Great writers of hymns began to emerge as early as the second century. Thus Bar-daisan (Bardesanes), suspected of heresy late in that century, had a collection of one hundred and fifty hymns in Syriac. In the fourth century, Ephraim, clearly orthodox, a powerful preacher, wrote many hymns in Syriac for liturgical purposes, some of which are said still to be in use. Also in the fourth century, Hilary of Poitiers, in Gaul, during a sojourn in Asia Minor was so inspired by the Greek hymns which he heard there in the churches that on his return to Gaul he began writing hymns in Latin, some of them acrostics, and others in the rhythm of the marching songs of the Roman legionaries. It was in this century that one of the most widely used hymns of the Church, the Te Deum, seems to have been composed. The authorship and date have been disputed, but the majority opinion appears to credit Niceta, a bishop in Dacia (north of the Danube), with the authorship. Niceta is said to have employed hymns in the winning of the pagan barbarians in his diocese. Quite undisputed is the fact that Ambrose, the great Bishop of Milan, composed hymns which he taught his flock to sing. His most famous convert, Augustine, has recorded how deeply moved he was by them. They proved extremely popular and for many centuries were the inspiration of other Latin hymns, written, as were they, in eight stanzas. A Spanish contemporary of Ambrose, Prudentius, developed what seems to have been a new type of hymn, having more warmth and glow than those of Ambrose, but for personal and domestic use and not for liturgical purposes. The so-called Athanasian Creed, beginning with the words quicumque vult, has by some been classified with hymns. Its precise date, author, and place of origin have not been indisputably determined, but it appears to have originated in the West, perhaps in Gaul, and possibly as early as the fifth or the beginning of the sixth century. Like the Te Deum it put into verbal form what were held as central convictions and was widely employed in public worship. Late in the fifth century the Nestorian Narsai (Narses) wrote many hymns, some of them for use in church services. Roughly contemporary with him was Romanus, a pioneer in Byzantine hymnody, whose compositions were to come into extensive use in Constantinople in the sixth century.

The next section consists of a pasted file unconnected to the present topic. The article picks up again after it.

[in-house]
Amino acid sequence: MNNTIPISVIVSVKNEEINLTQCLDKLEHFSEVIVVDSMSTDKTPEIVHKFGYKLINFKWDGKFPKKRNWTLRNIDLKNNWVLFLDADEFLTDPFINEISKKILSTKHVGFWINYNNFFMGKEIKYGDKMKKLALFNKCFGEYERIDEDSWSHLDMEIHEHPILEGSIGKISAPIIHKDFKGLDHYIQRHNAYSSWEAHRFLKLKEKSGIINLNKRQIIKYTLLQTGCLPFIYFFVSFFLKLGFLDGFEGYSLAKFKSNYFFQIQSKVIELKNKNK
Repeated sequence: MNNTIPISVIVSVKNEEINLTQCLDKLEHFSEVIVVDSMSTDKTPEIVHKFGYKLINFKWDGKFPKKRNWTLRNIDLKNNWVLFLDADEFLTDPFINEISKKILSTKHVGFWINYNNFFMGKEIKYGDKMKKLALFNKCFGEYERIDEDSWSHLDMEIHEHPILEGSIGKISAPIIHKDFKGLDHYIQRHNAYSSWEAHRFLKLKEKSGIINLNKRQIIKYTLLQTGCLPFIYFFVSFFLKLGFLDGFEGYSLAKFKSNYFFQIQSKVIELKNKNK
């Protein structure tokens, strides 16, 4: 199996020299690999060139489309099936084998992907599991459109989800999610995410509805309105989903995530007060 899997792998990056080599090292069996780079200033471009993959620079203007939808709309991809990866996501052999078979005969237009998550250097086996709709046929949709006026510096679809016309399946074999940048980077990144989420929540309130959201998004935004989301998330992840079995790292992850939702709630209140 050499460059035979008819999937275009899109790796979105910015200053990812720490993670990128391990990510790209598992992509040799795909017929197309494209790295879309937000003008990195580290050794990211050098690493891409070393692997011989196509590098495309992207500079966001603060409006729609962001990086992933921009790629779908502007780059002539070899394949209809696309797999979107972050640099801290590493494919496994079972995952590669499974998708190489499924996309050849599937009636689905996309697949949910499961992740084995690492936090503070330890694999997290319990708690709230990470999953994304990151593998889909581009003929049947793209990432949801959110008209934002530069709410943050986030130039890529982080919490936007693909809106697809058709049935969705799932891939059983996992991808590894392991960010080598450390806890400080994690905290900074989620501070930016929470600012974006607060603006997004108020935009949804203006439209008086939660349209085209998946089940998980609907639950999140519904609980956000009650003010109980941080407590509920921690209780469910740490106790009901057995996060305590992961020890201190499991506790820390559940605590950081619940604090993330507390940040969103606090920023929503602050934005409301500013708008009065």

Numbers of these Christian hymns, like the Te Deum, were what might be termed with accuracy but still in misleading fashion, theological. They put into verbal expression either for congregational worship or for the individual, the central and distinctive convictions of the Christian faith. They were, accordingly, a witness to the effect of Christ on the human spirit. As the worship of the Christian communities centred around the Eucha rist, with its commemoration of the sacrificial death of Christ, so the hymns of the Christians of the first five centuries concerned themselves chiefly with Christ and with what God was believed to have done through him.